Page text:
Most people only learn about the difference between these two taxes when they are creating an estate plan or settling an estate.
Depending on the state, heirs are surprised when they learn that their inheritance will be diminished by death taxes: an estate tax and sometimes an estate tax and an inheritance tax may take a bite out of their inheritance. According to NJ.com in “Estate tax? Inheritance tax? A primer for NJ,” these are two different taxes category of death taxes. Every state is different.
The federal government imposes an estate tax, but not an inheritance tax. New Jersey, for example has both an estate tax and an inheritance tax in 2017. The state’s estate tax is scheduled for repeal next year, but the inheritance tax will still be on the books. There are other states with just an estate tax and others with only an inheritance tax. Finally, there are states with neither an estate tax nor an inheritance tax.
An estate tax imposed by the state makes it an expensive state in which to die. The estate tax is payable by a decedent's estate and usually is derived from the fair market value of the decedent's assets on the date of death. There are also some deductions that apply to reduce the taxable estate, like the unlimited marital and charitable deductions.
In 2017, the federal estate tax exemption is $5.49 million and the New Jersey estate tax exemption is $2 million. Therefore, in the Garden State, taxes will only apply, if the taxable estate exceeds these amounts, and the estate tax rate is applied to the taxable estate. The tax is paid on the decedent's estate tax return. The federal rate is 40%, and the highest New Jersey estate tax rate is 16%, making for a strong incentive to create an estate plan.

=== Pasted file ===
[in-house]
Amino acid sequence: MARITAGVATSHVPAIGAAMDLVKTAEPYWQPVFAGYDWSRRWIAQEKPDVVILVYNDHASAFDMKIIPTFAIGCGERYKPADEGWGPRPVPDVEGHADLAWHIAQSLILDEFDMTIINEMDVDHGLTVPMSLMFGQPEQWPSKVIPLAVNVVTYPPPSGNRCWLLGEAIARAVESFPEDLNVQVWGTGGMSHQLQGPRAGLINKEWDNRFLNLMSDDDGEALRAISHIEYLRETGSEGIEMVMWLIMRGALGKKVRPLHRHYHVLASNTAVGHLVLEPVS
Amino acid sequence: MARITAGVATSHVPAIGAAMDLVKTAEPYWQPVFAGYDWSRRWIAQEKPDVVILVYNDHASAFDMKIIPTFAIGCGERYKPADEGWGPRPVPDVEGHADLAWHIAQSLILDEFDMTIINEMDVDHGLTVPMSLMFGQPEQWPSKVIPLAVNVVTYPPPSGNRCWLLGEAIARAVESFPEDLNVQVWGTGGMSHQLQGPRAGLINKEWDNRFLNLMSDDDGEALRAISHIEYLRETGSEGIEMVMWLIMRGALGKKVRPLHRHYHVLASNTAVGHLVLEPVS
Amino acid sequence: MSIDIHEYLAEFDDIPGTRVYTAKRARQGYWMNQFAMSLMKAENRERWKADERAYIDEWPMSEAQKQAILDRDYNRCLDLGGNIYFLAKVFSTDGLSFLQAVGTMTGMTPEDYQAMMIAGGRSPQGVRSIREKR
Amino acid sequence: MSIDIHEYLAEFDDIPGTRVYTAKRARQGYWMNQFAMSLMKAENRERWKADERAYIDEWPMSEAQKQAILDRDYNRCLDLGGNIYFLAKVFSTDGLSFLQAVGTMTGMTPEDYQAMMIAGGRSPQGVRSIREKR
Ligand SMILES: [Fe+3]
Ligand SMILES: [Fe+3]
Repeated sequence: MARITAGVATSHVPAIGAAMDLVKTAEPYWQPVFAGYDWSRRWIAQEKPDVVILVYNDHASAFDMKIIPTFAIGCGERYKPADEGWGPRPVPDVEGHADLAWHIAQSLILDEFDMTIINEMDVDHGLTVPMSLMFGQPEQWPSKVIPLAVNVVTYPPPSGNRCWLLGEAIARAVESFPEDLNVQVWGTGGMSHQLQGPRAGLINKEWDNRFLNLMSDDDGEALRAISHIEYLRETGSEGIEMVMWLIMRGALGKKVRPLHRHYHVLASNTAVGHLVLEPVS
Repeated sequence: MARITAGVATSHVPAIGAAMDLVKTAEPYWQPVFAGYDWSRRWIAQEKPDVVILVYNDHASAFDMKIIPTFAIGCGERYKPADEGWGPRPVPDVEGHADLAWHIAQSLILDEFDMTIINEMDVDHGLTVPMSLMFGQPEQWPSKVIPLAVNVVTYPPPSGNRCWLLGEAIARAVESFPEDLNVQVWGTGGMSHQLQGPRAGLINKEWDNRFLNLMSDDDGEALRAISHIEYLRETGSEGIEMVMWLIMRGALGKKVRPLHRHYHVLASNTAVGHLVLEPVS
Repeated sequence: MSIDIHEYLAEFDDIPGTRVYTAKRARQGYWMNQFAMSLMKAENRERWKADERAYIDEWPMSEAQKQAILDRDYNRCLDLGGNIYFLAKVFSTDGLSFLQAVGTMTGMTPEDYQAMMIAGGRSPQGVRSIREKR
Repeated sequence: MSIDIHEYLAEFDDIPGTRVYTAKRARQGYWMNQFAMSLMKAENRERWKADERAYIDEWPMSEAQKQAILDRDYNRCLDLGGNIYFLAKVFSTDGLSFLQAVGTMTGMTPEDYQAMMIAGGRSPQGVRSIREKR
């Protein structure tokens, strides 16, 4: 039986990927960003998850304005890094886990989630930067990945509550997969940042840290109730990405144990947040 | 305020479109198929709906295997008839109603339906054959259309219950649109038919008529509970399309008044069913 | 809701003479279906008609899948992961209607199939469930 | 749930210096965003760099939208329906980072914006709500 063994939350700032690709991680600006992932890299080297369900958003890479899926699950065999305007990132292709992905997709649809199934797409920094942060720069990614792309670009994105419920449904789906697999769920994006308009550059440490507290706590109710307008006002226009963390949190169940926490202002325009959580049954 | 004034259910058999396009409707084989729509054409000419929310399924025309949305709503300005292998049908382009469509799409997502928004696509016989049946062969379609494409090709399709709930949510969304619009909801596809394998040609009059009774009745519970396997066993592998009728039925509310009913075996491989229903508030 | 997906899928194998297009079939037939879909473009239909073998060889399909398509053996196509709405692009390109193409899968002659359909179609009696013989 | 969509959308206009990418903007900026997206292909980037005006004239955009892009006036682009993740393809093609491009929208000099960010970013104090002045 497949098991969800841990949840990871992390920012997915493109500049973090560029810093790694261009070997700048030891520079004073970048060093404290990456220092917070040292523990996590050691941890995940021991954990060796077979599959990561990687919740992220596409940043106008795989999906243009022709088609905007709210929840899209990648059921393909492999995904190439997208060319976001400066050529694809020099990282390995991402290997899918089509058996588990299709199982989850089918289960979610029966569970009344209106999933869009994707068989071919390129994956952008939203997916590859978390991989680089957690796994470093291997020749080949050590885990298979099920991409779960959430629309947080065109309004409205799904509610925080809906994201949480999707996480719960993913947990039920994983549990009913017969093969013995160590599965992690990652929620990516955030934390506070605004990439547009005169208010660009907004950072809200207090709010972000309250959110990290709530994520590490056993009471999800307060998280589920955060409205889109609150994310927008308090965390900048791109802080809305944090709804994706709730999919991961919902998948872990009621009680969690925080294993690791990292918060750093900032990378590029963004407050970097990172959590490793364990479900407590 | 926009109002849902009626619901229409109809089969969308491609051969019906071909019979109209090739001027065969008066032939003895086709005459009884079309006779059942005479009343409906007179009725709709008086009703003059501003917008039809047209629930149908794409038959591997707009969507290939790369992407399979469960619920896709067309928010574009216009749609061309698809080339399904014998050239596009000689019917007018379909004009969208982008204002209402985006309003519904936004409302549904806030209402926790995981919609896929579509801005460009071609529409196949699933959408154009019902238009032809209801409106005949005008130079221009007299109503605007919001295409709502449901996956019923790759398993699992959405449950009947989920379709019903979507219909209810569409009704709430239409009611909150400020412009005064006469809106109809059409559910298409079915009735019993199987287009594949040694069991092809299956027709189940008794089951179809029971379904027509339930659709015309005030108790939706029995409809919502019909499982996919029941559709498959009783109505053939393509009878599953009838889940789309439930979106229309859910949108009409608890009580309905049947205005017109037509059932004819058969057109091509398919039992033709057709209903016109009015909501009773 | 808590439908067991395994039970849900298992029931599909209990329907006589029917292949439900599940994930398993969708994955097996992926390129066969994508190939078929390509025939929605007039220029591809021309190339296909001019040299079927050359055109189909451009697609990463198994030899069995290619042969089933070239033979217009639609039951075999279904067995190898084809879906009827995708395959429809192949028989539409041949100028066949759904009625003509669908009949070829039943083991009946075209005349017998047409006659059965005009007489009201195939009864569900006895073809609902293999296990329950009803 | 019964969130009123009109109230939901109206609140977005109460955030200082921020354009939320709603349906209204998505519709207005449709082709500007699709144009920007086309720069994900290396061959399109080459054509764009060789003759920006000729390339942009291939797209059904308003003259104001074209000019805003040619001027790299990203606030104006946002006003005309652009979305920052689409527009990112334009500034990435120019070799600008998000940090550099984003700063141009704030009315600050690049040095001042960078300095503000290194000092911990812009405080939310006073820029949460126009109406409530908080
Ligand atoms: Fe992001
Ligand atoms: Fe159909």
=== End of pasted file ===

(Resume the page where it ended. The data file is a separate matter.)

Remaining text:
An inheritance tax applies a tax based on the relationship of the beneficiary to the decedent and the amount that the beneficiary receives.
There is no federal inheritance tax, and states like Pennsylvania don’t have an estate tax but do have an inheritance tax. New Jersey has both taxes, which are structured to effectively offset each another. The total tax paid is no greater than the greater of the separately calculated estate tax or inheritance tax.
An experienced estate planning attorney can help you understand what your estate tax and inheritance tax liabilities will be, and create an estate plan that will work best for you and your family. If are lucky enough to live in a state with no death taxes, you still need a will and an estate plan to ensure that your assets are distributed according to your wishes.
Reference: NJ.com (February 7, 2017) “Estate tax? Inheritance tax? A primer for NJ”